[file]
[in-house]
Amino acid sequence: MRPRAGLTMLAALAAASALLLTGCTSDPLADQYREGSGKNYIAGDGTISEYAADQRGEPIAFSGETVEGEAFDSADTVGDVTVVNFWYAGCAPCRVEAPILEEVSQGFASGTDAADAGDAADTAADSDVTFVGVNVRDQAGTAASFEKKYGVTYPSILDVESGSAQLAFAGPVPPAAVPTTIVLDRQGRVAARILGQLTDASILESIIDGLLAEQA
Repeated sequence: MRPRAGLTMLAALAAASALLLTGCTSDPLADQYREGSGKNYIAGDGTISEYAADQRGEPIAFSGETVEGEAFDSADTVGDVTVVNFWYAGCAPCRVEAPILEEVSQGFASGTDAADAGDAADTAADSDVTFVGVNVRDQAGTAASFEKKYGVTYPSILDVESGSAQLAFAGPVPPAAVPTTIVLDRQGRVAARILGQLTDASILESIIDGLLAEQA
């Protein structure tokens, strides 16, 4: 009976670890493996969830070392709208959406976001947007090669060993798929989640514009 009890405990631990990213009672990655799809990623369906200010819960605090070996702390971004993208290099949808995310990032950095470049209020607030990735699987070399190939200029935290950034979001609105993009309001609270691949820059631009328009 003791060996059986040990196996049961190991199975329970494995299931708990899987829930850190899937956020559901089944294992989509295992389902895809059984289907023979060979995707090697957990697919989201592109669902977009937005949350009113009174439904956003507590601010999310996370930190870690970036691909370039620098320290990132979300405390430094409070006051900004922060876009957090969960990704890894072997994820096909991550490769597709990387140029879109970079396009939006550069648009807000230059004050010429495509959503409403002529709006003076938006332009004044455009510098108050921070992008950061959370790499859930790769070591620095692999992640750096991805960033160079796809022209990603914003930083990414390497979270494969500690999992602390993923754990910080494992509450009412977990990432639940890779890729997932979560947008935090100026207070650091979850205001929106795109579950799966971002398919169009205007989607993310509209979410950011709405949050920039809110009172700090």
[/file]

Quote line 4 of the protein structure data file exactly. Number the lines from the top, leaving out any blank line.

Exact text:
């Protein structure tokens, strides 16, 4: 009976670890493996969830070392709208959406976001947007090669060993798929989640514009 009890405990631990990213009672990655799809990623369906200010819960605090070996702390971004993208290099949808995310990032950095470049209020607030990735699987070399190939200029935290950034979001609105993009309001609270691949820059631009328009 003791060996059986040990196996049961190991199975329970494995299931708990899987829930850190899937956020559901089944294992989509295992389902895809059984289907023979060979995707090697957990697919989201592109669902977009937005949350009113009174439904956003507590601010999310996370930190870690970036691909370039620098320290990132979300405390430094409070006051900004922060876009957090969960990704890894072997994820096909991550490769597709990387140029879109970079396009939006550069648009807000230059004050010429495509959503409403002529709006003076938006332009004044455009510098108050921070992008950061959370790499859930790769070591620095692999992640750096991805960033160079796809022209990603914003930083990414390497979270494969500690999992602390993923754990910080494992509450009412977990990432639940890779890729997932979560947008935090100026207070650091979850205001929106795109579950799966971002398919169009205007989607993310509209979410950011709405949050920039809110009172700090």